Mulvaney Mulls Option of Moving CFPB Into Basement. Or Dallas.

CFPB Acting Director Mick MulvaneyRon Sachs/Zumapress

For indispensable reporting on the coronavirus crisis, the election, and more, subscribe to the Mother Jones Daily newsletter.

What a piece of work these guys are:

Mick Mulvaney says he’s legally barred from shutting down the Consumer Financial Protection Bureau, a regulator he once called a “sick” joke.
But the agency’s acting director could move dozens of employees to the basement of its Washington headquarters. And he might try to relocate other staff members to Dallas.

….The analysis put together by Mulvaney’s advisers lays out multiple ways to trim the budget over the next two years. Requiring CFPB staff “without a business need to work in an office” to stay home could save as much as $18.3 million, while shared desks might reduce expenditures by another $18.3 million. Adding 70 work spaces in the basement of the CFPB’s main Washington building may save $16.6 million, and relocating staff to Dallas would decrease spending by $2.4 million.

Remember when Republicans effectively shut down the National Labor Relations Board by refusing to confirm enough members for it to have a quorum? And when they refused to allow a vote on any nominees to fill vacancies on the DC Circuit Court of Appeals? And when they first tried to sabotage the CFPB by blocking any confirmation of a director?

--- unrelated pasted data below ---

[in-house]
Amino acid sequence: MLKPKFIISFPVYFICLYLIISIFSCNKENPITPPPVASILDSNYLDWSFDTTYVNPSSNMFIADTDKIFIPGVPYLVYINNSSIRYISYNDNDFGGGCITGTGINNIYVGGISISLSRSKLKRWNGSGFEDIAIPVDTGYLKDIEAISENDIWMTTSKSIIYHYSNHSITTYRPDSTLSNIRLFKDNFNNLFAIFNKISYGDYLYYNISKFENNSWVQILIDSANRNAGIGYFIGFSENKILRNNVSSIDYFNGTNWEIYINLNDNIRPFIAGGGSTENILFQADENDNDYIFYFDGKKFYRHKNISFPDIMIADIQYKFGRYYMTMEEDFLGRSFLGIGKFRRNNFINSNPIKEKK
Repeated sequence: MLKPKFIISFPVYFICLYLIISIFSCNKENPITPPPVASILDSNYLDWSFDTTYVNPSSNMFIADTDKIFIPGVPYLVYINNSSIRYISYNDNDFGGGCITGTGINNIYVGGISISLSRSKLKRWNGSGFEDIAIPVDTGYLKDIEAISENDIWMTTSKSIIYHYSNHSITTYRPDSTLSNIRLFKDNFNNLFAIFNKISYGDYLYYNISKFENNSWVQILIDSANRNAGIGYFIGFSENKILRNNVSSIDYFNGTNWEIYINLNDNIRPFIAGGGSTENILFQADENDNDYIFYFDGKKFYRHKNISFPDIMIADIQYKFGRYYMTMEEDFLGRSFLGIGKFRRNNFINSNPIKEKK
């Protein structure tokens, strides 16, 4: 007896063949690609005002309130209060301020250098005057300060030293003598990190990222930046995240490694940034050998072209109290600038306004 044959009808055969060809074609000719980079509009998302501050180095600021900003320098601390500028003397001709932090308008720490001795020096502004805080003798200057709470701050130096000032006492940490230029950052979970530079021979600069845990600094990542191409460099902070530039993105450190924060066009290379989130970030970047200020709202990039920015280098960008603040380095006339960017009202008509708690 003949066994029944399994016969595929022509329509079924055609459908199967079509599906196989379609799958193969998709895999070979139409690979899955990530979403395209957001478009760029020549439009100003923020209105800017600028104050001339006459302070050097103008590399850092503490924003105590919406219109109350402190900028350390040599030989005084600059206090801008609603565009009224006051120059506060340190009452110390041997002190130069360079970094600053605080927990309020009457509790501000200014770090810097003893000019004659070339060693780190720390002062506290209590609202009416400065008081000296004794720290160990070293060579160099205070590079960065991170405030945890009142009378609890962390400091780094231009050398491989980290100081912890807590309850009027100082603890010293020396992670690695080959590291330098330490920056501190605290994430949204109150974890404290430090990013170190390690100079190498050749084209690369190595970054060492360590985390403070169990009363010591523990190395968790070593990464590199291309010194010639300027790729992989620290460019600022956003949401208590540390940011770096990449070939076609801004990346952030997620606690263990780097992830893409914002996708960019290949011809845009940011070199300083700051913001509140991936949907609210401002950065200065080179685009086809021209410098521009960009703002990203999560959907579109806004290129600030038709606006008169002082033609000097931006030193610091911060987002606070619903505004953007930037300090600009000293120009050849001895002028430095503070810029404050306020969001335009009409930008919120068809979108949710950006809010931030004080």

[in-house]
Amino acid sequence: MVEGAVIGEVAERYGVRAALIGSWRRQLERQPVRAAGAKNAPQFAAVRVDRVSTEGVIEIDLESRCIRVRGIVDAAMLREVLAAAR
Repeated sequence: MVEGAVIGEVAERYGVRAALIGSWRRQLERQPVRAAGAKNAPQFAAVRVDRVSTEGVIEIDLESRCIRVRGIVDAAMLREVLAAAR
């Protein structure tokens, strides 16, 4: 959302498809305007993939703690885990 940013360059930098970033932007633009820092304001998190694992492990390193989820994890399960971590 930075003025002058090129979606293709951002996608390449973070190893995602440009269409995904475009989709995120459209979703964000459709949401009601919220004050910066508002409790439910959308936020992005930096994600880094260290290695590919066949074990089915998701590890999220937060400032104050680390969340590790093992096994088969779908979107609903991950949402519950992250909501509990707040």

There’s not much more they can do on the CFPB front, and they can’t literally shutter the agency, so instead they’ve decided to make life miserable for its staff while they effectively halt its operation:

This is what the supposed working-class warriors of the Trump administration think of an agency that was designed to protect consumers from Wall Street. So far they have:

  • Sabotaged health care for the working class.
  • Effectively prevented the CFPB from reining in big banks.
  • Passed a big tax cut for the rich and big corporations.
  • Sided with payday lenders.
  • Implemented a tax increase on anything containing steel or aluminum.
  • Dismantled net neutrality as a gift to big broadband carriers.
  • Killed a plan to expand overtime pay.

There’s more, but I’m too lazy to keep going. Someone (*cough* Democrats *cough*) probably ought to drill all this into the heads of the working class folks who voted for Trump and his Republican enablers. So far the wealthy have done great under Trump, but the working class has gotten bupkis.

DOES IT FEEL LIKE POLITICS IS AT A BREAKING POINT?

Headshot of Editor in Chief of Mother Jones, Clara Jeffery

It sure feels that way to me, and here at Mother Jones, we’ve been thinking a lot about what journalism needs to do differently, and how we can have the biggest impact.

We kept coming back to one word: corruption. Democracy and the rule of law being undermined by those with wealth and power for their own gain. So we're launching an ambitious Mother Jones Corruption Project to do deep, time-intensive reporting on systemic corruption, and asking the MoJo community to help crowdfund it.

We aim to hire, build a team, and give them the time and space needed to understand how we got here and how we might get out. We want to dig into the forces and decisions that have allowed massive conflicts of interest, influence peddling, and win-at-all-costs politics to flourish.

It's unlike anything we've done, and we have seed funding to get started, but we're looking to raise $500,000 from readers by July when we'll be making key budgeting decisions—and the more resources we have by then, the deeper we can dig. If our plan sounds good to you, please help kickstart it with a tax-deductible donation today.

Thanks for reading—whether or not you can pitch in today, or ever, I'm glad you're with us.

Signed by Clara Jeffery

Clara Jeffery, Editor-in-Chief

We Recommend

Latest